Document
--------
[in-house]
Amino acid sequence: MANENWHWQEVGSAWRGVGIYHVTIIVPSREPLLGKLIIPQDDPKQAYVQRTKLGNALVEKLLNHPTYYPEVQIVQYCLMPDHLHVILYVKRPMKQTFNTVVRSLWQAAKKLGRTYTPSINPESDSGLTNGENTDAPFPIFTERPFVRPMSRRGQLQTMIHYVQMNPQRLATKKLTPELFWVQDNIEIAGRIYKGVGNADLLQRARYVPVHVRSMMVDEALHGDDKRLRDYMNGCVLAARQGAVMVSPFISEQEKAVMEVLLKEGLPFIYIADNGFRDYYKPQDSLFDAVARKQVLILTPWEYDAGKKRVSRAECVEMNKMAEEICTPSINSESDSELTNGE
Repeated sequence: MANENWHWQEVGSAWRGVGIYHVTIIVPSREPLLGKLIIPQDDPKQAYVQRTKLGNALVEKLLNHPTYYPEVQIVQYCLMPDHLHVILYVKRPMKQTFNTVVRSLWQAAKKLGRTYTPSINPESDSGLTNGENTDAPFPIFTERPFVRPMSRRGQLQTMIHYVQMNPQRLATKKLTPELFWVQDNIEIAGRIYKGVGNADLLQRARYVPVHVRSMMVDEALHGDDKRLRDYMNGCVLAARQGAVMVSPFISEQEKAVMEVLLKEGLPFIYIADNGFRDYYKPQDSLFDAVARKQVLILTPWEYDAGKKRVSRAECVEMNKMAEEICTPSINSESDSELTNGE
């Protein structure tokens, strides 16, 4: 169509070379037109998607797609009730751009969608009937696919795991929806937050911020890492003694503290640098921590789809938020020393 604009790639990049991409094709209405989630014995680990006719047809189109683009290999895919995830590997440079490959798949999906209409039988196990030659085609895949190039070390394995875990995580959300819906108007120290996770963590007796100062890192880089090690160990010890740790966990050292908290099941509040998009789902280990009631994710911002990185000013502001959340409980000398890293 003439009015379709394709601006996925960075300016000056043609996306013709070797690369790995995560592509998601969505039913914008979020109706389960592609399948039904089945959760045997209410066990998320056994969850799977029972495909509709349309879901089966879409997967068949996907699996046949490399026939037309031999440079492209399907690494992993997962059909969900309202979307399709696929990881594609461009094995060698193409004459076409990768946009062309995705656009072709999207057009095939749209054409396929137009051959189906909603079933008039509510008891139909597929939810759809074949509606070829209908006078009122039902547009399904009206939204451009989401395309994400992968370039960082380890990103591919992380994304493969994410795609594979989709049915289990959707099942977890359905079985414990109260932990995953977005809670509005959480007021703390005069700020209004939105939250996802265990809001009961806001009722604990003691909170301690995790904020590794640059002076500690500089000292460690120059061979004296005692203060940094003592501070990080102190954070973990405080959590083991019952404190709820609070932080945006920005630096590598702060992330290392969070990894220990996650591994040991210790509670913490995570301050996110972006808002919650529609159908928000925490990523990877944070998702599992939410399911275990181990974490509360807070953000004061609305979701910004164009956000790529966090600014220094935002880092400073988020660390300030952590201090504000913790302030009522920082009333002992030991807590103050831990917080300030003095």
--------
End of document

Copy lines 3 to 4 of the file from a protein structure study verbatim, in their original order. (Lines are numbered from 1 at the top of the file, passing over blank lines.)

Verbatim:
Repeated sequence: MANENWHWQEVGSAWRGVGIYHVTIIVPSREPLLGKLIIPQDDPKQAYVQRTKLGNALVEKLLNHPTYYPEVQIVQYCLMPDHLHVILYVKRPMKQTFNTVVRSLWQAAKKLGRTYTPSINPESDSGLTNGENTDAPFPIFTERPFVRPMSRRGQLQTMIHYVQMNPQRLATKKLTPELFWVQDNIEIAGRIYKGVGNADLLQRARYVPVHVRSMMVDEALHGDDKRLRDYMNGCVLAARQGAVMVSPFISEQEKAVMEVLLKEGLPFIYIADNGFRDYYKPQDSLFDAVARKQVLILTPWEYDAGKKRVSRAECVEMNKMAEEICTPSINSESDSELTNGE
């Protein structure tokens, strides 16, 4: 169509070379037109998607797609009730751009969608009937696919795991929806937050911020890492003694503290640098921590789809938020020393 604009790639990049991409094709209405989630014995680990006719047809189109683009290999895919995830590997440079490959798949999906209409039988196990030659085609895949190039070390394995875990995580959300819906108007120290996770963590007796100062890192880089090690160990010890740790966990050292908290099941509040998009789902280990009631994710911002990185000013502001959340409980000398890293 003439009015379709394709601006996925960075300016000056043609996306013709070797690369790995995560592509998601969505039913914008979020109706389960592609399948039904089945959760045997209410066990998320056994969850799977029972495909509709349309879901089966879409997967068949996907699996046949490399026939037309031999440079492209399907690494992993997962059909969900309202979307399709696929990881594609461009094995060698193409004459076409990768946009062309995705656009072709999207057009095939749209054409396929137009051959189906909603079933008039509510008891139909597929939810759809074949509606070829209908006078009122039902547009399904009206939204451009989401395309994400992968370039960082380890990103591919992380994304493969994410795609594979989709049915289990959707099942977890359905079985414990109260932990995953977005809670509005959480007021703390005069700020209004939105939250996802265990809001009961806001009722604990003691909170301690995790904020590794640059002076500690500089000292460690120059061979004296005692203060940094003592501070990080102190954070973990405080959590083991019952404190709820609070932080945006920005630096590598702060992330290392969070990894220990996650591994040991210790509670913490995570301050996110972006808002919650529609159908928000925490990523990877944070998702599992939410399911275990181990974490509360807070953000004061609305979701910004164009956000790529966090600014220094935002880092400073988020660390300030952590201090504000913790302030009522920082009333002992030991807590103050831990917080300030003095």